Government approves P1bn Holcim Philippines mine’s sustainable rehabilitation plan

Government approves P1bn  Holcim Philippines mine’s sustainable rehabilitation plan
20 August 2007

In a signing ceremony Wednesday, Mines and Geosciences Bureau (MGB) Director Horacio C. Ramos said that the Philippine government is optimistic that the MRP will ensure that no abandoned mine will again exist in the country.  
"This will resolve the issue of abandoned mines being raised by anti-mining groups. We’ve been criticised on this for so long," said Ramos. 
Holcim’s MRP is the first one of such program in the cement industry and the first of such project to be approved by the multisectoral Contigent Liability and Rehabilitation Fund Steering Committee which is headed by the MGB chief.  
"We’re very proud of this because our advocacy on sustainable development starts from exploration, and then the environmental protection and enhancement program, and the final MRP. Rehabilitation should be progressive while mining is on-going, so when mining is finished, there’s just a little rehabilitation work to be done," said Ramos.  
Holcim senior vice president Alexander B. Vonow said the company has almost completed a R1-billion rehabilitation work in its four cement plants – Bacnotan, La Union; Norzagaray, Bulacan; Misamis Oriental; and Davao.  
A separate R72m MRP activities have yet to be carried out from 2010 up to 2022. 
Being a member of the World Business Council for Sustainable Development (WBCSD), Holcim is committed to protecting the environment, according to Holcim Chief Operating Officer Ian S. Thackwray.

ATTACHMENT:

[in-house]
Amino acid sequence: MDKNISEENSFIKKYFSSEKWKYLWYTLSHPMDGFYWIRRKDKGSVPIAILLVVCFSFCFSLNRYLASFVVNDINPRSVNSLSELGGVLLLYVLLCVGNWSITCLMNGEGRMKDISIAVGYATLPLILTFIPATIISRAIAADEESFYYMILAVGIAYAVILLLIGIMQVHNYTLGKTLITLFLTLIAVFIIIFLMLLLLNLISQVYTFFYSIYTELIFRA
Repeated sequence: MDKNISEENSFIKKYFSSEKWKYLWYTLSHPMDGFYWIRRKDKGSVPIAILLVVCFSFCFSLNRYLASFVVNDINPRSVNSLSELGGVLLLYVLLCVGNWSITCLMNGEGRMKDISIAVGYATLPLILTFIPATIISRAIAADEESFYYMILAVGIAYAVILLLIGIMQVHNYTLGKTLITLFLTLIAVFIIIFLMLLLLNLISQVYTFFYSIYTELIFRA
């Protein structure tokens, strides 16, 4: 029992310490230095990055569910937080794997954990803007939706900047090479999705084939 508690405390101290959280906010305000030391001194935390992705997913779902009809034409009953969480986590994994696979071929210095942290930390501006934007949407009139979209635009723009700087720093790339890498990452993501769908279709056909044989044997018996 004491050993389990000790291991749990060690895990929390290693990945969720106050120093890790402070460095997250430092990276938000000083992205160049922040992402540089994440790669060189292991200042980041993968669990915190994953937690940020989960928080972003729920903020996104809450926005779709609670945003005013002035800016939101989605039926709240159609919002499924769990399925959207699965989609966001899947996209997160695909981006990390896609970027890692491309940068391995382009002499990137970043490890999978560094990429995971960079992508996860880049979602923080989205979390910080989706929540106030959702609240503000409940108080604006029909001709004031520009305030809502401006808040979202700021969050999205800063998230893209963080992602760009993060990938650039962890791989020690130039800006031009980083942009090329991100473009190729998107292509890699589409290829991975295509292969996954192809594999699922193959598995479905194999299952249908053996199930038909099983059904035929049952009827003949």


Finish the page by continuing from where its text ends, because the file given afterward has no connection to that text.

Part of the MRP is the restoration of mined-out area into reforested area using indigenous forest species that can survive in the native environment amid drought and other natural calamities. Lakes and ponds are recreated or installed to provide fishing grounds.  
In Switzerland where  Holcim is based, the company created recreation areas for children to play in or adults to enjoy within mining sites that are near residential areas.  
Soil erosion control is a major objective of the program which aims for safety of the workers, the community, and the company’s equipment.  
"Quarry is a defect in nature, a hole in a mountain. We’ve to make sure there’s no abnormal quarry movement because that may put to danger the safety of our people and our equipment," said Vonow.  
Course materials like sand silt, clayey parts are removed from ponds and water channeling areas in order to ensure water passage and prevent flooding in quarries. Holcim has five to seven settling pond in a stream and puts in artificial channels to ensure dewatering in quarry areas.  
Holcim exceeds Philippine Clean Air Act (CAA) standards with its lower emissions of pollutants.  
Published under Cement News